Cloud 101CircleEventsBlog

Zero Trust in the Cloud: Why Total Context Matters

Zero Trust in the Cloud: Why Total Context Matters

Blog Article Published: 01/11/2024

Originally published by Reco.

Written by Dr. Chase Cunningham.

In recent years, the cloud has become the go-to platform for businesses of all sizes. The agility, scalability, and cost-effectiveness it offers are undeniable advantages. However, this rapid shift to the cloud has also exposed organizations to a host of new SaaS security challenges. As more data and applications migrate to cloud environments, traditional security models are no longer sufficient. In the future, security will need Zero Trust.

Zero Trust is a security framework that assumes that no one, whether inside or outside the organization, should be trusted by default. Instead, it requires continuous verification of identities and strict access control. In the cloud, this approach is essential, but to make it truly effective, it demands a comprehensive understanding of the connections and access points in your environment – in other words – total context across all infrastructure.

The Move to Cloud Resources

According to Statista, in 2020, 88% of organizations worldwide used public cloud services. This number is expected to grow, as cloud computing provides the flexibility needed in today's fast-paced business landscape.

With the rapid adoption of cloud resources, the attack surface has expanded significantly. Each cloud instance, service, or application represents a potential entry point for attackers. In this environment, unmanaged applications and cloud misconfigurations have become common vulnerabilities, exposing sensitive data to breaches.

Unmanaged Applications and Cloud Misconfigurations

Recent data from cybersecurity firms paints a concerning picture. Research by McAfee found that the average enterprise uses over 2,200 cloud applications, but IT departments are aware of only 10% of them. The remaining 90% are unmanaged, often unvetted, and pose significant security risks.

Cloud misconfigurations, on the other hand, are more common than you might think. A report by Palo Alto Networks revealed that misconfigured cloud storage is a primary source of data breaches. In 2019, misconfigurations were responsible for 73% of incidents in the cloud.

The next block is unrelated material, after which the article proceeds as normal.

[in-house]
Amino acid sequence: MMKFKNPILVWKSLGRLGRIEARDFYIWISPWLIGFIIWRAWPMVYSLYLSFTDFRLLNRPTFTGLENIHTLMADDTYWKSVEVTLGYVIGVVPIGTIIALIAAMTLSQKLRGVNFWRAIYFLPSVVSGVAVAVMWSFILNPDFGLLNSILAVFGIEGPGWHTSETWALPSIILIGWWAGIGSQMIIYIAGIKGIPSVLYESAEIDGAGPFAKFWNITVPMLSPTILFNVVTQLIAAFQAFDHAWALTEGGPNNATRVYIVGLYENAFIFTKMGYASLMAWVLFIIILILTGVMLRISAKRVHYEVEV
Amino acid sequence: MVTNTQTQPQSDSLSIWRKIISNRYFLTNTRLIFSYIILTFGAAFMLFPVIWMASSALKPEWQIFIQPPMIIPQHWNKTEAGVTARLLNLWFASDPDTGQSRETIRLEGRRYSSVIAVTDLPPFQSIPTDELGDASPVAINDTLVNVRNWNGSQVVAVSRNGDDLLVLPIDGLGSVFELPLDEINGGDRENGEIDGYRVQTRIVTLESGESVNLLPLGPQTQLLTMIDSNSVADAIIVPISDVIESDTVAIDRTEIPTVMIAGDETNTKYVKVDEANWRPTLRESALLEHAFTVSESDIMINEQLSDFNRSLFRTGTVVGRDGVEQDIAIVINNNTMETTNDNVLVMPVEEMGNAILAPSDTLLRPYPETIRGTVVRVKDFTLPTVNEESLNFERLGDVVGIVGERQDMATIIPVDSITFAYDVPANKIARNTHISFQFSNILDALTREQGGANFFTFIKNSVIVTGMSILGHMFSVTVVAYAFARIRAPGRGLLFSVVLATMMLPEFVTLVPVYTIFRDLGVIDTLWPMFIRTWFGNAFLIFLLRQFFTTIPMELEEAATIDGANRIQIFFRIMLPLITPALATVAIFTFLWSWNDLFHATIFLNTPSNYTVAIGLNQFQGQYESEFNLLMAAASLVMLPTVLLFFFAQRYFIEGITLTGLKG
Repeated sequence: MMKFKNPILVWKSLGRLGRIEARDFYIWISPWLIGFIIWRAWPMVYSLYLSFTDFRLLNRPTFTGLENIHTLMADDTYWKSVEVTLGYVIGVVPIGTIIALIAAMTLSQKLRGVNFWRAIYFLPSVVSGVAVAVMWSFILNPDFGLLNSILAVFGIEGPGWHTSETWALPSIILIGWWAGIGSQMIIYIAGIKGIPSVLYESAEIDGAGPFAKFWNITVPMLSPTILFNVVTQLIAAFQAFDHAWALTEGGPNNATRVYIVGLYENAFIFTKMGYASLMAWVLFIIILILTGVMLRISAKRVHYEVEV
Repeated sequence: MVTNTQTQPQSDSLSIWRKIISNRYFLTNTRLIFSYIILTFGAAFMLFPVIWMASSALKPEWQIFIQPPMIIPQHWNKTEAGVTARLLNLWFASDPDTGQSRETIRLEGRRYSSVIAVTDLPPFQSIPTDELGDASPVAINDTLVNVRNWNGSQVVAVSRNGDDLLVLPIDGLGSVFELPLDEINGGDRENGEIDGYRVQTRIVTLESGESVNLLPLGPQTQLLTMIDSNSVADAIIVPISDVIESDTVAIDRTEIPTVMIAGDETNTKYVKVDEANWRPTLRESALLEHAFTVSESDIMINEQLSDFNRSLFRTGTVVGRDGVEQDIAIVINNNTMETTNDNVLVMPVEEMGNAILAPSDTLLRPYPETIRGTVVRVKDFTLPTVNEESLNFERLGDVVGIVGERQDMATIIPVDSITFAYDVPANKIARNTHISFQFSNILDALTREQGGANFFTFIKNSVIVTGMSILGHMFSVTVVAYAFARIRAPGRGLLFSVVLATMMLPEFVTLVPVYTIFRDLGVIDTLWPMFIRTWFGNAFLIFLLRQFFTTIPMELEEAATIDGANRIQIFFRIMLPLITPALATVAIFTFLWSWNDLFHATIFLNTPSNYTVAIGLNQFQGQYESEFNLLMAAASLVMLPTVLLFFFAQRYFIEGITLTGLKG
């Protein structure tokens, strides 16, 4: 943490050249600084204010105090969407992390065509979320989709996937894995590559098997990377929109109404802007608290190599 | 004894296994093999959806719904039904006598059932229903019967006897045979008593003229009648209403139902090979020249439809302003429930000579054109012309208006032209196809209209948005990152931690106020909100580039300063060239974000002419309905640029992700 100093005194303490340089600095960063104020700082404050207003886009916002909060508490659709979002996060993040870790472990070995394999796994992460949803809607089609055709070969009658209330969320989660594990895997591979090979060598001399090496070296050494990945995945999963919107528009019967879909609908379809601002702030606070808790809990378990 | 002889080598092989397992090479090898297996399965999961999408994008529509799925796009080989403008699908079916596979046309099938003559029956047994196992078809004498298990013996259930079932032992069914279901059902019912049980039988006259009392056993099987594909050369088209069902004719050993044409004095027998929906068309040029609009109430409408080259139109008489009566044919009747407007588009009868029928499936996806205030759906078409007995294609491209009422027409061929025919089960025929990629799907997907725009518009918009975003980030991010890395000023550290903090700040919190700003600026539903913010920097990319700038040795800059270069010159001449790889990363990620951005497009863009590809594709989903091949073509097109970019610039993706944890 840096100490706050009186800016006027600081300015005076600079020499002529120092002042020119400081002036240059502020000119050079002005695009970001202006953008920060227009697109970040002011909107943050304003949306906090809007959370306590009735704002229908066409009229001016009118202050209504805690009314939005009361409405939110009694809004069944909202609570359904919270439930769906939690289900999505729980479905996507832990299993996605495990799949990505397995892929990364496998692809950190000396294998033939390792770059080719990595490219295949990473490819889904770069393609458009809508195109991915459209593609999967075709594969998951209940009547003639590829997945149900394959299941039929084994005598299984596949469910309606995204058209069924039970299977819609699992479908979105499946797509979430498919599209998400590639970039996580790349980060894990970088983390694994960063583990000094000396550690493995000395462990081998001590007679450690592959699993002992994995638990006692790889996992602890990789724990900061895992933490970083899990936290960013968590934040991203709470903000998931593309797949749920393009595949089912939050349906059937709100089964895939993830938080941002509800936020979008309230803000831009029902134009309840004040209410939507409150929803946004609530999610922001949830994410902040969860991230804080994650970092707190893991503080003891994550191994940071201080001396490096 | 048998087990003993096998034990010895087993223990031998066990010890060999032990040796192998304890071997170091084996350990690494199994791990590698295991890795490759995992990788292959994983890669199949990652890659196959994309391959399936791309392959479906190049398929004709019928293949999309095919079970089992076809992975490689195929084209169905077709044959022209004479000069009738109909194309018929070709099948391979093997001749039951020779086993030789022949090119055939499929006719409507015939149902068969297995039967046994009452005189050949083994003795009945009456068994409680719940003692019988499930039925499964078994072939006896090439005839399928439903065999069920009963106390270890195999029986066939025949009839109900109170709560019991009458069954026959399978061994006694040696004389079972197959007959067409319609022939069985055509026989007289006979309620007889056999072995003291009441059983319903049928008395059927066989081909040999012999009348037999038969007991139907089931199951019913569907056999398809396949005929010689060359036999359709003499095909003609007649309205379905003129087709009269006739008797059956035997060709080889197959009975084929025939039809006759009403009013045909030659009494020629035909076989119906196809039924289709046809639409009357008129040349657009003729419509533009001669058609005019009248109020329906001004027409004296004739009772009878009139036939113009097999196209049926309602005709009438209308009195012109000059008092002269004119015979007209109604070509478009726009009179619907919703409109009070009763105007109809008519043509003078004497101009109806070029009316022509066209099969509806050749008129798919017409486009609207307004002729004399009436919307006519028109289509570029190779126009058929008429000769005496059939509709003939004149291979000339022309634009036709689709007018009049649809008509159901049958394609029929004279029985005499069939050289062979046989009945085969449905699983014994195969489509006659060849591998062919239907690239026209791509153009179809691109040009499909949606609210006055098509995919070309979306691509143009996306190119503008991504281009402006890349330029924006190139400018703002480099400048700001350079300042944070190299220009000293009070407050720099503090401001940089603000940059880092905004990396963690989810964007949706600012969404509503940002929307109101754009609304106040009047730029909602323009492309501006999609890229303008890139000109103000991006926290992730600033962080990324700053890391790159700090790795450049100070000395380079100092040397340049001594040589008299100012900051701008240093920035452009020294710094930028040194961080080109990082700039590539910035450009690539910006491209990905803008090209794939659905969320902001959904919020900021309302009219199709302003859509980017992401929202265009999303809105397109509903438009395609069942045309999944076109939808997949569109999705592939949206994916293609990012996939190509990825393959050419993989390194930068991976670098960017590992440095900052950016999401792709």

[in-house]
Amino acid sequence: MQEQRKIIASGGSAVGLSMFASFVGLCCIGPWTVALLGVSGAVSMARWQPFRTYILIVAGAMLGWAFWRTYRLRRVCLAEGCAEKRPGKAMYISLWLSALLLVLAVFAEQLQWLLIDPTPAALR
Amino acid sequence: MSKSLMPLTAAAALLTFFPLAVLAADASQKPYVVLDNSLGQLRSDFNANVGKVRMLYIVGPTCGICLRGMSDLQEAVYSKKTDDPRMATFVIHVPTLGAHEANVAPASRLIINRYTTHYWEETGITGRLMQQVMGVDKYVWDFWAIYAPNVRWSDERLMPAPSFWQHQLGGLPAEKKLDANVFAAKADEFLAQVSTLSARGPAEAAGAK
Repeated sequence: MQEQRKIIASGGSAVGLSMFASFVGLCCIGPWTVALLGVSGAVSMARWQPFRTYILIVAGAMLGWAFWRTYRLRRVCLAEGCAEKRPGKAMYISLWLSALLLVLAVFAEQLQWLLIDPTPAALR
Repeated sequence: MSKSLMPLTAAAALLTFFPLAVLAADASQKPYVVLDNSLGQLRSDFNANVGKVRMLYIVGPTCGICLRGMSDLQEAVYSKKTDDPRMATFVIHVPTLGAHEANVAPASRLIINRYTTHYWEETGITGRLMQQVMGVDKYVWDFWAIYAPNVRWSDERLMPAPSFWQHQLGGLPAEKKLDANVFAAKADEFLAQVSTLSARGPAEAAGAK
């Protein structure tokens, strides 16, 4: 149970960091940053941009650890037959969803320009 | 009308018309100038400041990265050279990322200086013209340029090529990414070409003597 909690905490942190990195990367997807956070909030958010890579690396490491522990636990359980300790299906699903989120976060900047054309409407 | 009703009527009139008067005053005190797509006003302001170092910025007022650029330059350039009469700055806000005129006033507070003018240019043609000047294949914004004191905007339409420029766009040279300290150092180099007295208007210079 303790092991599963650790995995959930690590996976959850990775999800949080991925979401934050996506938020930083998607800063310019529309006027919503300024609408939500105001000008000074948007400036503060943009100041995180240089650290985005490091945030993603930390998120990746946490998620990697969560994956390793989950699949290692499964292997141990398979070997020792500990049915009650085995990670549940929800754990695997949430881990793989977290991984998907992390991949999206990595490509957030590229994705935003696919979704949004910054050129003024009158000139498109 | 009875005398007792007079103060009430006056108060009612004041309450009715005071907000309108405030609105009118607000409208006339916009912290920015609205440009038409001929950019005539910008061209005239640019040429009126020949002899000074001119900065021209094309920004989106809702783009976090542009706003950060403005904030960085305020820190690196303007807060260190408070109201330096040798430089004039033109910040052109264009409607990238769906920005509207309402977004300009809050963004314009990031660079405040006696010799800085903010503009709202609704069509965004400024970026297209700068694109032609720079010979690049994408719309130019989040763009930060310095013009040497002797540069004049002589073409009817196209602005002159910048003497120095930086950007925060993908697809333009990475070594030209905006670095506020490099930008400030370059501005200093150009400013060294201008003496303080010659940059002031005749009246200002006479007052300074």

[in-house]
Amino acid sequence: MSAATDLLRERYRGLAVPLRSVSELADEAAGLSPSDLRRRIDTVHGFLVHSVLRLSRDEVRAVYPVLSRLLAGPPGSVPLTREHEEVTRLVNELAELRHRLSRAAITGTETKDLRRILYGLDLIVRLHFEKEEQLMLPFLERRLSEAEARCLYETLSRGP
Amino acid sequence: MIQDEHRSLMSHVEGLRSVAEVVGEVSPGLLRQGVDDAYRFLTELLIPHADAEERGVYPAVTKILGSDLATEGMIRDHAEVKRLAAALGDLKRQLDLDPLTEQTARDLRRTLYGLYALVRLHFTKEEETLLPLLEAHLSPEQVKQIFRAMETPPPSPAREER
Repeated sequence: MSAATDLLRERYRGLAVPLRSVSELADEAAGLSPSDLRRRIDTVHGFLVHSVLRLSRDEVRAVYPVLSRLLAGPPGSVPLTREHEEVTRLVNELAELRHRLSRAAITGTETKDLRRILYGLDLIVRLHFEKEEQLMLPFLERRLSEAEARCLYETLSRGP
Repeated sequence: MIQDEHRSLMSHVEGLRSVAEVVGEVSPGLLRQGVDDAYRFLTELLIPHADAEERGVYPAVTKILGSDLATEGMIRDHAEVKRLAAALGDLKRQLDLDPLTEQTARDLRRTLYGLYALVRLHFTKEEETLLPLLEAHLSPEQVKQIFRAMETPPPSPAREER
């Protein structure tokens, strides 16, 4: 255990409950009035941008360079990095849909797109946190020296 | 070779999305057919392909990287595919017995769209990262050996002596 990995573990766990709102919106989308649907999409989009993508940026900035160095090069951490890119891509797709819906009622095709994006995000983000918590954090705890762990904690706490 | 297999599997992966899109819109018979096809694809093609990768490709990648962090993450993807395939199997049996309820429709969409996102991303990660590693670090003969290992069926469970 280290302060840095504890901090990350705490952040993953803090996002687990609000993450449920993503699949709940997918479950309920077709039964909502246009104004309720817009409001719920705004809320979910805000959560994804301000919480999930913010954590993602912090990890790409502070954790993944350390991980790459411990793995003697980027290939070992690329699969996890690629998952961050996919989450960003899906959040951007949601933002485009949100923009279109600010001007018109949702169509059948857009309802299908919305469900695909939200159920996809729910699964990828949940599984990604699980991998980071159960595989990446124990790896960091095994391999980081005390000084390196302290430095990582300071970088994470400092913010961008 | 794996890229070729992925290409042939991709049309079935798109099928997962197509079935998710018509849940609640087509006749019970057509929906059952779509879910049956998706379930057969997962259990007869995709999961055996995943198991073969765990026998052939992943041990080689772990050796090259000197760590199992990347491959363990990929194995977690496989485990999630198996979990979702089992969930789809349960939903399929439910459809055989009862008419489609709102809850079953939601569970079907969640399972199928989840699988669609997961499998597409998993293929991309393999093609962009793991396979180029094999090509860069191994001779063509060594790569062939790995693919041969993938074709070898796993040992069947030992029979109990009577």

Recent Breaches Due to Misconfiguration and Unmanaged Access

  1. Capital One (2019): In one of the most high-profile breaches, a misconfigured web application firewall allowed a hacker to gain access to Capital One's AWS-hosted databases. This breach exposed the personal information of over 100 million customers.
  2. Marriott International (2020): Misconfigured security settings in a SaaS application led to unauthorized access to Marriott's guest reservation system. This breach affected the personal data of 5.2 million guests.
  3. Facebook (2019): In this case, unmanaged access to third-party data by app developers resulted in a breach of user data. Millions of Facebook users' data were exposed through improperly managed APIs.

Why Total Context Matters

In the future, breaches such as the ones above can be mitigated by adopting Zero Trust Security and understanding how to create a total context for your infrastructure. Zero Trust in the cloud cannot be effective without a deep understanding of the connections and access within your environment, which means you need to understand the cloud’s total context. Total context means having real-time visibility into who is accessing what, from where, and why.

  1. User and Device Behavior: It's not enough to know who has access; you need to understand how users and devices behave. Behavioral analytics can identify anomalies, such as unusual access patterns or unexpected data transfers, which may indicate a security threat.
  2. Application Usage: Tracking application usage helps identify unmanaged or potentially risky applications. This insight is crucial for enforcing policies and ensuring that only authorized apps are used within your cloud environment.
  3. Configuration Management: Misconfigurations can be mitigated through continuous monitoring of cloud configurations. This includes ensuring that storage buckets, databases, and other resources are properly configured to prevent unauthorized access.
  4. Access Control: With total context, access control becomes dynamic and adaptive. You can apply policies that grant or deny access based on real-time data, reducing the risk of unauthorized access.


In an era where cloud adoption continues to surge, security cannot be an afterthought. The statistics and data on unmanaged applications and cloud misconfigurations, coupled with recent high-profile breaches, are alarming, highlighting the urgency of adopting a more robust SaaS security approach. In the cloud, the key to protecting your data and resources is simple: trust no one until you have total context.

Share this content on your favorite social network today!